NRA opposes Violence Against Women Act trying to stop domestic abusers from having firearms

A woman is killed by a current or former intimate partner with a gun every 16 hours in the US

Maya Oppenheim
Women's Correspondent
Thursday 28 March 2019 14:23 GMT

The National Rifle Association has opposed a bill which protects women in the US against violence because it includes a measure which would give law enforcement officials the power to confiscate guns from those who have committed domestic abuse.

The largest gun lobbying group in America has said they will issue a “key vote” alert against the Violence Against Women Act which warns members of congress their vote on the legislation will be scored and included in their NRA rating, which voters may use to choose whether to support them.

The NRA has long graded state and national candidates from “A” to “F” based on how sympathetic they are to its agenda and their record of opposition to new gun control laws.

The Violence Against Women Act, which was first passed in 1994, is up for reauthorisation this session and aims to tighten gun laws for domestic abusers, as well as improving services for victims of domestic and sexual violence.

After choosing not to weigh in on reauthorisations of the act in recent years, the NRA has come out against the bill because of its “red flag” provisions which expand the list of misdemeanour convictions that lead to permanent firearm prohibitions.

“The fact that Nancy Pelosi and her minions of anti-gun zealots insist on adding a gun-control poison pill to an otherwise good bill is just another example of the shameful politics Americans hate and why they have such a negative view of politicians,” NRA spokesperson Catherine Mortensen told Huff Post.

While those convicted of domestic violence offences against their spouses or family members are already barred from owning firearms under federal law, the law does not apply to individuals who abuse partners they are not married to.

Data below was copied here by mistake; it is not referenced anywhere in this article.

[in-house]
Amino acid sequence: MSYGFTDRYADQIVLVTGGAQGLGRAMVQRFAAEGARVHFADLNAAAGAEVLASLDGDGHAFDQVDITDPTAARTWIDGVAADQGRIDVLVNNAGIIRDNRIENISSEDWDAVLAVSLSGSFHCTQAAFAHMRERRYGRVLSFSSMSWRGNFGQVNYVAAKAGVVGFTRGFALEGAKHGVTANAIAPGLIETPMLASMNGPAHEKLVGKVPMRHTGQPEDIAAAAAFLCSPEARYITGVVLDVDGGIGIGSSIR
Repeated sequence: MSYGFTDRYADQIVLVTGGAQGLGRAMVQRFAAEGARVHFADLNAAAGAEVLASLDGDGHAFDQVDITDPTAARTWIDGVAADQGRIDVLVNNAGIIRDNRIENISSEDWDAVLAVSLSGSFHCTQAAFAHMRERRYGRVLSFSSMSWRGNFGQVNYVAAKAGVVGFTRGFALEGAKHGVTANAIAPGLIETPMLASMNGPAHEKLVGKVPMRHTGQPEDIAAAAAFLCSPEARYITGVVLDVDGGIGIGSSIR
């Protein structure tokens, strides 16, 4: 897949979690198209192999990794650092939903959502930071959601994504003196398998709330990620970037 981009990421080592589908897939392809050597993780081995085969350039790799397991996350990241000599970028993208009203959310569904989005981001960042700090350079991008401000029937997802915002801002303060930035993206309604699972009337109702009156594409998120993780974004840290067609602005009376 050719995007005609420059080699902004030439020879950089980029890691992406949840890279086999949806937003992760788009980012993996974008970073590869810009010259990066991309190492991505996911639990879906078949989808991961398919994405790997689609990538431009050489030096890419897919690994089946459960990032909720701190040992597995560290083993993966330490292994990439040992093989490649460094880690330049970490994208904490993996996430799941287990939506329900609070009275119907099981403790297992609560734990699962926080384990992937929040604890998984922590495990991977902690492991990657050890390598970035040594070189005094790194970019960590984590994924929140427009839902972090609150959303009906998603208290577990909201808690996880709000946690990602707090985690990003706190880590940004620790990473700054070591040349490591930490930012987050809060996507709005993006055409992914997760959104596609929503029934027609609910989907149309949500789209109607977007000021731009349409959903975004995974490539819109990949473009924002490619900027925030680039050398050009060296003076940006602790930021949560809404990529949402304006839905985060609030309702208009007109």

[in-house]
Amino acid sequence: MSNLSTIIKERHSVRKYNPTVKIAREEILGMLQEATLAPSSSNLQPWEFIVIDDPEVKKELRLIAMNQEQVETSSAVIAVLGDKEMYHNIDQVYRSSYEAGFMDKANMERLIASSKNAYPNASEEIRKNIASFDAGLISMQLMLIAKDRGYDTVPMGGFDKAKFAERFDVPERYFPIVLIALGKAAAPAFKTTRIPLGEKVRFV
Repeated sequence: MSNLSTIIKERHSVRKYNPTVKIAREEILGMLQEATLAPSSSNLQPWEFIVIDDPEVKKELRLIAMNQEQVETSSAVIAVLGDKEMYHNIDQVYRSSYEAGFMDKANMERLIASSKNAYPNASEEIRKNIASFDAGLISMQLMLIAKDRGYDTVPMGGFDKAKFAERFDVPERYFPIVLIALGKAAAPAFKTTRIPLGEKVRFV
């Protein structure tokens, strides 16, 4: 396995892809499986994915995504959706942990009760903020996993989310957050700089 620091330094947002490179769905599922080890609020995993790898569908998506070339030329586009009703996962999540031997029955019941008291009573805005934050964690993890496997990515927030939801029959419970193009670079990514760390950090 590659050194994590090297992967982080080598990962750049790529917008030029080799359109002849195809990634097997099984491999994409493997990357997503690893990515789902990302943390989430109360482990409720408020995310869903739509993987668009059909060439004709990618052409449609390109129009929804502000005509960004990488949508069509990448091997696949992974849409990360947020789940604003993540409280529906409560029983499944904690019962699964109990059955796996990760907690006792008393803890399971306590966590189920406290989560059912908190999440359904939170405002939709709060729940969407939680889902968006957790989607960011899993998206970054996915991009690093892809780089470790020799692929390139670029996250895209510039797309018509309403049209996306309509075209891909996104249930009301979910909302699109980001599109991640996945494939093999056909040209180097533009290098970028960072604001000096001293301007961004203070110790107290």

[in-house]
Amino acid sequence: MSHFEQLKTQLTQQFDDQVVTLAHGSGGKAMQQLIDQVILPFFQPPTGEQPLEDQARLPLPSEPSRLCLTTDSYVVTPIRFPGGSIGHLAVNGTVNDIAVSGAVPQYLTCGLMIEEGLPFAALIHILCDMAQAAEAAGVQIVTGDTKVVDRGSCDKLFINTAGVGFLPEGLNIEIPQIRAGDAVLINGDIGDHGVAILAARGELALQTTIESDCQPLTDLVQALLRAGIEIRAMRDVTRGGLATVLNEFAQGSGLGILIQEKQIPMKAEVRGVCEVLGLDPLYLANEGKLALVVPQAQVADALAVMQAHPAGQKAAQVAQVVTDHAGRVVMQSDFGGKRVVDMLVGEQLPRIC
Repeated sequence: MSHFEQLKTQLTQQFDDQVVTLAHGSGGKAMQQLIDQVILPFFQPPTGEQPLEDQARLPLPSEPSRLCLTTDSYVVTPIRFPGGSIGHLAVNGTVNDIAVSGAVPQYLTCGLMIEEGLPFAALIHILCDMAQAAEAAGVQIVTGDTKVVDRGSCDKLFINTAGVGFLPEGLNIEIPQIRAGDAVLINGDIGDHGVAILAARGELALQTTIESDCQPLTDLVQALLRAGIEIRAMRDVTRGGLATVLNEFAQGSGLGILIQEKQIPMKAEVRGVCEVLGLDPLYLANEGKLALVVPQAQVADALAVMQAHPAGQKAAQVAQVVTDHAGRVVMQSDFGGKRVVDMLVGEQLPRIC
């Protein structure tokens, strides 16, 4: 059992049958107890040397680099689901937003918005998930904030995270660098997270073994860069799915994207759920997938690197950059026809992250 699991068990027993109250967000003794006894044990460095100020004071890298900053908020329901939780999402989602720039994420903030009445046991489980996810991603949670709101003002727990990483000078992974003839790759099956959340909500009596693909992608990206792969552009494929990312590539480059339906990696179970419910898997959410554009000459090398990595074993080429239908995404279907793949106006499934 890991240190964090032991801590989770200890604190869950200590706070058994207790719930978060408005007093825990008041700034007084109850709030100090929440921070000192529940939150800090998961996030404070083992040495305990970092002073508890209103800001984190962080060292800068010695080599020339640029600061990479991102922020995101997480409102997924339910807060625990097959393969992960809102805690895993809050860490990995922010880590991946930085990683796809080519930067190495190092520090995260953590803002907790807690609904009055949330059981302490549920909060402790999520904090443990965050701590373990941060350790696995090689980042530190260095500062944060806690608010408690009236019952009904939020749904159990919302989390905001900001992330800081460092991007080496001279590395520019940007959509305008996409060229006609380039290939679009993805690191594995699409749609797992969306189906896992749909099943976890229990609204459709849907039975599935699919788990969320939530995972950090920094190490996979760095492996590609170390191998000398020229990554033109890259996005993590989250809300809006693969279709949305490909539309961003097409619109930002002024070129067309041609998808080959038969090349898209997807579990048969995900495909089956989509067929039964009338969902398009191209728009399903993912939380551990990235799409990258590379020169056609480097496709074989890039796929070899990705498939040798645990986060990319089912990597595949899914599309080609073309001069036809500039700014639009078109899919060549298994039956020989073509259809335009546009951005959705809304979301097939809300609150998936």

The bill hopes to address what is known as the “boyfriend loophole” which allows convicted stalkers to buy and possess guns, and permits abusive partners to have guns simply because they are not married to their victims.

The bill also includes a provision that would make it illegal for people subject to temporary protective orders to own a firearm. At present, federal law stipulates that only abusers subject to permanent protective orders – which are granted after a full court hearing where the accused individual can state his case – lose the right to own or buy a gun.

It is well known that women are at the greatest risk of homicide at the point of separation or after leaving a violent partner. In the UK, 152 (76 per cent) of women killed by their ex-partner or ex-spouse between January 2009 and December 2015 were killed within the first year that followed their separation.

A recent study in the American Journal of Public Health found victims were five times more likely to be killed if their abuser has access to a gun. Other research has demonstrated partners and spouses often take the gun away from the victim and use it against them in instances of domestic abuse.

Domestic violence assaults which involves a firearm are 12 times more likely to end in the victim dying. In America, a woman is killed by a current or former intimate partner with a gun every 16 hours. Intimate partner homicides have dropped by seven per cent in states which have implemented laws allowing confiscation of firearms from domestic abusers.

“Just as many women are killed by dating partners as by spouses, and while there are laws to keep guns from spouses who commit acts of domestic violence, the same cannot be said for dating partners or stalkers,” Everytown for Gun Safety tweeted.

“#RedFlagLawsSaveLives by preventing gun violence tragedies before they happen,” they added.

The NRA donated more than $30m (£21.4m) to Donald Trump’s presidential campaign, meaning he received the most gun lobby funding of any presidential candidate.

Researchers point to the NRA’s capacity to wield power by mobilising the electorate and pushing Republican primary elections in favour of pro-gun candidates.

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